So, fuck that. I dropped out of school in 2008 and moved to NYC right away. On the surface, that seemed like a confident move, but it led to a lot of self doubt. My first year doing improv in New York mostly involved me looking at my feet and getting labeled as deer when I walked into scenes at neutral. It took me a long time to stop telling myself I was wrong and I should go home and I was causing the people around me pain just by being there. That was a huge hurdle for me to clear, that fear. Probably my biggest fear as a performer is fear. I’m like that one Fireside Chat everybody knows. To this day, I don’t let myself sit back on my heels during shows or rehearsals. That’s where my self doubt lives, back there. I don’t even like thinking about it now. My leg is shaking uncontrollably as I type this. I’m like a dog who just figured out we’re going to the vet. “No,” he says in his dog brain, “this must not be.”

Eventually I had a breakdown where I couldn’t manage to ring the buzzer to go a Christmas party(!) so I figured I’d take a little bit of time off of improv. That’s when I - and by the way I realize I’m only tangentially answering your question. So you can’t get upset. Because I realize it. I’m absolved - that’s when I auditioned for Story Pirates. That changed everything. Here was this thing I respected and loved and suddenly I was good enough for it. It was the first vote of confidence as a performer I’d gotten in a long time and I thought I’d chase that feeling for a while. Their performance style was MY performance style. Suddenly I wasn’t being told not to be myself, I was being told to be way more myself. That was huge. It’s like when you read any book by any musician and they hear Elvis or The Ramones or whoever for the first time. It was like a light went on in my brain, or some other unimaginative simile. All of my bad habits were suddenly all of my strengths. My weaknesses, my assets. My vices? Well my friend, those were now my virtues. I can’t say enough hyperbolic nice things about Pirates. It saved me. Not from dying or anything, just from mediocrity. But that’s not nothing!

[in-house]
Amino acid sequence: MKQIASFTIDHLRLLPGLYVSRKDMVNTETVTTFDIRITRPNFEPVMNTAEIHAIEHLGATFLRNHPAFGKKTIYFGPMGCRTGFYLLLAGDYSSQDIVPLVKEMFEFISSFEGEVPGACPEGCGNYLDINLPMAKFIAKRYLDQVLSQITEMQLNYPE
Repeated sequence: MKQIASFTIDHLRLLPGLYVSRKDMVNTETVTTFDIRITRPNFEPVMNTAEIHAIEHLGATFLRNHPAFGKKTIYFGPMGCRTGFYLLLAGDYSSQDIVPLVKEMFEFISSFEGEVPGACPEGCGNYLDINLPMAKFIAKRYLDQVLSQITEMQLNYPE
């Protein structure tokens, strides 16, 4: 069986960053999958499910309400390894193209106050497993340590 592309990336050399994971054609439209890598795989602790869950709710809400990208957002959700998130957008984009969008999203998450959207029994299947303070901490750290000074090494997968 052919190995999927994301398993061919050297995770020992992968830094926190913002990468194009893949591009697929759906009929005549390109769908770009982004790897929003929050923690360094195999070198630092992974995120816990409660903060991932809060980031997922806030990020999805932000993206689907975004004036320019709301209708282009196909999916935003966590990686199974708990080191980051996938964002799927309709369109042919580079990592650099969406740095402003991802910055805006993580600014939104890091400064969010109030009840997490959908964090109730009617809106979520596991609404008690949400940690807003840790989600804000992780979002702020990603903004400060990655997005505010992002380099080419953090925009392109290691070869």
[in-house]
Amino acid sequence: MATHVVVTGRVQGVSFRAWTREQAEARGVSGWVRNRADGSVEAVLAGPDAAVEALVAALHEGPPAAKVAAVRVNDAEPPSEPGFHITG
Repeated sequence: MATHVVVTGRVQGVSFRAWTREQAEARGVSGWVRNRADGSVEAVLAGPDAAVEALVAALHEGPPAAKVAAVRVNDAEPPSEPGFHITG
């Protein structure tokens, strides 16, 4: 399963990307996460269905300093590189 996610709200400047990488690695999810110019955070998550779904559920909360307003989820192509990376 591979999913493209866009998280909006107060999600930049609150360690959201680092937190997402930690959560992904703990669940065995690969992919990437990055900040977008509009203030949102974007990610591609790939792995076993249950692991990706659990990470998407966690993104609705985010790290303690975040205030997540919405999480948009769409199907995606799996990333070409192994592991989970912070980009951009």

Once Peter McNerney dragged me kicking and screaming over to The Magnet I was a different person. Or, from another perspective, I was no longer a different person. But, I mean, more grown up. It’s complicated. I’m not even especially complex as far as people go and I’m at least ten layers deep. Can you imagine somebody like David Foster Wallace!? The mind boggles! BOGGLES! BO-O-O-O-

Whew! I had to sort of just eject out of that last paragraph. Anyway, when I started at The Magnet the two notes I would always get were “You play a lot of high status and then lose status” and “No living person would ever say that.” The first one was a note Peter gave me that I just decided I’d never get again. It was pretty simple. And by the way, his story about only ever giving me one note is totally fake. He gave me, like, four or five. I just only ever took to that one.